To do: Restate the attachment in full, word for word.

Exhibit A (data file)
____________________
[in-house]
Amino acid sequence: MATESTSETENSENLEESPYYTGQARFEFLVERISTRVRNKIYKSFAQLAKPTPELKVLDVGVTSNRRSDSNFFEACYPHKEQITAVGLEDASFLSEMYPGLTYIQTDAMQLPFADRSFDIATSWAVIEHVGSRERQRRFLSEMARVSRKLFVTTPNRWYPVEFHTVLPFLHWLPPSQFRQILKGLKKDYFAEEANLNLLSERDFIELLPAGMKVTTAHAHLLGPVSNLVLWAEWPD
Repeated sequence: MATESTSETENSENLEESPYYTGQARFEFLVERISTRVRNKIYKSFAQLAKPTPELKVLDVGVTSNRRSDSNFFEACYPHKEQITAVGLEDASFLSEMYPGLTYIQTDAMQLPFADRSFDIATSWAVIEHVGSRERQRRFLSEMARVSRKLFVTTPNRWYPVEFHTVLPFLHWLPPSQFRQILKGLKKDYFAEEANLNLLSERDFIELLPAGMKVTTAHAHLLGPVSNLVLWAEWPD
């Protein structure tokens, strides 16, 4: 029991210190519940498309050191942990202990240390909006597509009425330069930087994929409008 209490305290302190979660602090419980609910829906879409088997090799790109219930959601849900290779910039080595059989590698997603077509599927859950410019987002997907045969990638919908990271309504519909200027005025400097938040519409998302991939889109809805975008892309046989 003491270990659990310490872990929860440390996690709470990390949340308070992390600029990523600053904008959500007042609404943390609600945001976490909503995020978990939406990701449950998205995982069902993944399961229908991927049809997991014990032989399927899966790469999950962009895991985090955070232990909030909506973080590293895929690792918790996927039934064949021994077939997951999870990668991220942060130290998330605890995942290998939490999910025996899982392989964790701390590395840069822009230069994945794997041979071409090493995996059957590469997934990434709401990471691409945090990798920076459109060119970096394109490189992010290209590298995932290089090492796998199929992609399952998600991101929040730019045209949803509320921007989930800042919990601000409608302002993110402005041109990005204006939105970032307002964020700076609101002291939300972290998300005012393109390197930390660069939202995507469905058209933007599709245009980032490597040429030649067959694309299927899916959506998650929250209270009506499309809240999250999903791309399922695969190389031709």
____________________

[in-house]
Amino acid sequence: MATESTSETENSENLEESPYYTGQARFEFLVERISTRVRNKIYKSFAQLAKPTPELKVLDVGVTSNRRSDSNFFEACYPHKEQITAVGLEDASFLSEMYPGLTYIQTDAMQLPFADRSFDIATSWAVIEHVGSRERQRRFLSEMARVSRKLFVTTPNRWYPVEFHTVLPFLHWLPPSQFRQILKGLKKDYFAEEANLNLLSERDFIELLPAGMKVTTAHAHLLGPVSNLVLWAEWPD
Repeated sequence: MATESTSETENSENLEESPYYTGQARFEFLVERISTRVRNKIYKSFAQLAKPTPELKVLDVGVTSNRRSDSNFFEACYPHKEQITAVGLEDASFLSEMYPGLTYIQTDAMQLPFADRSFDIATSWAVIEHVGSRERQRRFLSEMARVSRKLFVTTPNRWYPVEFHTVLPFLHWLPPSQFRQILKGLKKDYFAEEANLNLLSERDFIELLPAGMKVTTAHAHLLGPVSNLVLWAEWPD
């Protein structure tokens, strides 16, 4: 029991210190519940498309050191942990202990240390909006597509009425330069930087994929409008 209490305290302190979660602090419980609910829906879409088997090799790109219930959601849900290779910039080595059989590698997603077509599927859950410019987002997907045969990638919908990271309504519909200027005025400097938040519409998302991939889109809805975008892309046989 003491270990659990310490872990929860440390996690709470990390949340308070992390600029990523600053904008959500007042609404943390609600945001976490909503995020978990939406990701449950998205995982069902993944399961229908991927049809997991014990032989399927899966790469999950962009895991985090955070232990909030909506973080590293895929690792918790996927039934064949021994077939997951999870990668991220942060130290998330605890995942290998939490999910025996899982392989964790701390590395840069822009230069994945794997041979071409090493995996059957590469997934990434709401990471691409945090990798920076459109060119970096394109490189992010290209590298995932290089090492796998199929992609399952998600991101929040730019045209949803509320921007989930800042919990601000409608302002993110402005041109990005204006939105970032307002964020700076609101002291939300972290998300005012393109390197930390660069939202995507469905058209933007599709245009980032490597040429030649067959694309299927899916959506998650929250209270009506499309809240999250999903791309399922695969190389031709």